## Problem on a double integral over a circle

Let $D$ be the circle of radius $a$ centered at the origin. Evaluate $$\iint_D (1 - x^2 -y^2) dxdy$$
• ## Solution

For convenience, we will let $I = \iint_D (1 - x^2 -y^2) dxdy$.
Recall that
We note that the integrand $1-x^2-y^2$ can be written $1- (x^2 + y^2)$. Hence, we identify the pattern and change to polar coordinates.
Recall that
We can now write the integrand as $$1-x^2 - y^2 = 1 - (x^2 + y^2) = 1 - r^2.$$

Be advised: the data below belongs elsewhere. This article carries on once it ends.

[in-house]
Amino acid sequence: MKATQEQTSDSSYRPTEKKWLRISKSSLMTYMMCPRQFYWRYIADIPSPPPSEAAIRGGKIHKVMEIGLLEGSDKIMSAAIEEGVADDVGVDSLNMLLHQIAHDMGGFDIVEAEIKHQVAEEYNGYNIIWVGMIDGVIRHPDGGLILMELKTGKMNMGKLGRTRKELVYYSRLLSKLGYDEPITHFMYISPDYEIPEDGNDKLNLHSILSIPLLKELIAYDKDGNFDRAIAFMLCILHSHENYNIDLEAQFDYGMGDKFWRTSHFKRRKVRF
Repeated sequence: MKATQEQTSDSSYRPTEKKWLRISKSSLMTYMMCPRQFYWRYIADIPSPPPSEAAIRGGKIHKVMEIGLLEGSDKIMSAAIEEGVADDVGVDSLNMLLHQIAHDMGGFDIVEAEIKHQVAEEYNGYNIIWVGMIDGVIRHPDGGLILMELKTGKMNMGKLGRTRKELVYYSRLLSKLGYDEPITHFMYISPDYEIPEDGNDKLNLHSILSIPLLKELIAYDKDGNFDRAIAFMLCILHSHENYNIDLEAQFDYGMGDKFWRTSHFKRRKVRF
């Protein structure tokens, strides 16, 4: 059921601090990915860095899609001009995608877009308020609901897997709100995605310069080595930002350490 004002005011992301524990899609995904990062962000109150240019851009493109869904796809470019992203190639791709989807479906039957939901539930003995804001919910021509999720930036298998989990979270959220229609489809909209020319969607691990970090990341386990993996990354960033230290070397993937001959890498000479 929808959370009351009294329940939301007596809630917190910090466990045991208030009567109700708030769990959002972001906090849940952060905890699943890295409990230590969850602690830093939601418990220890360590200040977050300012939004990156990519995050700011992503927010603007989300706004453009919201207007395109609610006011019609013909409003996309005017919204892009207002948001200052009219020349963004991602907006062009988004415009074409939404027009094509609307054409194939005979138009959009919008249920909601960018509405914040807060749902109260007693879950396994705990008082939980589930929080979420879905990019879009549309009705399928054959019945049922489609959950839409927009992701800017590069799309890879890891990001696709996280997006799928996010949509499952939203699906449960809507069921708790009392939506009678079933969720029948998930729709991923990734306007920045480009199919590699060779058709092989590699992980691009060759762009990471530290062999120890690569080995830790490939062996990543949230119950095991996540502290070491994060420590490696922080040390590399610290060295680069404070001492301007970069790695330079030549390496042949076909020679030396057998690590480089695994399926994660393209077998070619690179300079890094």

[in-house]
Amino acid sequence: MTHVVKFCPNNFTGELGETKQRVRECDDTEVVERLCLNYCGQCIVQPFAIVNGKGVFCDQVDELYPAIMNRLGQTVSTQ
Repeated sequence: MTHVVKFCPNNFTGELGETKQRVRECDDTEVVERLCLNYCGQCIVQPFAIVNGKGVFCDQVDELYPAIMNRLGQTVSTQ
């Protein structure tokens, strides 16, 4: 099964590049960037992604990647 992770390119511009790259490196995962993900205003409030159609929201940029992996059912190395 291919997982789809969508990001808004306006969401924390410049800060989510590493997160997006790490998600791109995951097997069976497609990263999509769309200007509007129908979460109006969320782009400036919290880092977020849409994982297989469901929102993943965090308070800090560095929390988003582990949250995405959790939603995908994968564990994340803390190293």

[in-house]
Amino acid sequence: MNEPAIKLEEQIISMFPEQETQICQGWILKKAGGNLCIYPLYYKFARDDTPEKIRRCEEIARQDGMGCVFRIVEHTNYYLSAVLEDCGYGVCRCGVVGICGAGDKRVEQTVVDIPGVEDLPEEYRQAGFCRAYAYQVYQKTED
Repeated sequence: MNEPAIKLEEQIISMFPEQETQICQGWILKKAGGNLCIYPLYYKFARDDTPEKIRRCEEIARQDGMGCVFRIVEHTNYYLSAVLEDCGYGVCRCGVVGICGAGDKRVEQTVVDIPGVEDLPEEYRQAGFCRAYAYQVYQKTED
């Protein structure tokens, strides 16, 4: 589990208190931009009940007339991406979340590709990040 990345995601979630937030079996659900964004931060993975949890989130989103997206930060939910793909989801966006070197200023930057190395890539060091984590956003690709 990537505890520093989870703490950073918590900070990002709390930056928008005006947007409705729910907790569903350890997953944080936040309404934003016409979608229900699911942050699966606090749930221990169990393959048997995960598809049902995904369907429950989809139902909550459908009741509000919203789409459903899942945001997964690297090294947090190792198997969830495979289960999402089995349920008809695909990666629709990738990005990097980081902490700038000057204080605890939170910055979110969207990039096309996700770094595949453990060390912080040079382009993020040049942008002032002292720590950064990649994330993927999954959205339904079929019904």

Rewriting the double integral in polar coordinates, we get
\begin{align} I = \iint_D (1 - x^2 -y^2) dxdy &= \int_{r=0}^a \int _{\theta=0}^{2 \pi} (1- r^2) r d\theta dr \\ \end{align}
Recall that
Hence, we can write \begin{align}I &= \int_0^a (1-r^2)r dr \int_0^{2\pi} d\theta\\
&= 2\pi \int_0^a (r - r^3) dr\\
&= 2 \pi \Bigl(\frac{1}{2} a^2 - \frac{1}{4} a^4\Bigr)
\end{align}
After simplifying, we get $$\iint_D (1 - x^2 -y^2) dxdy = \frac{1}{2} \pi \Bigl(2 a^2 - a^4\Bigr).$$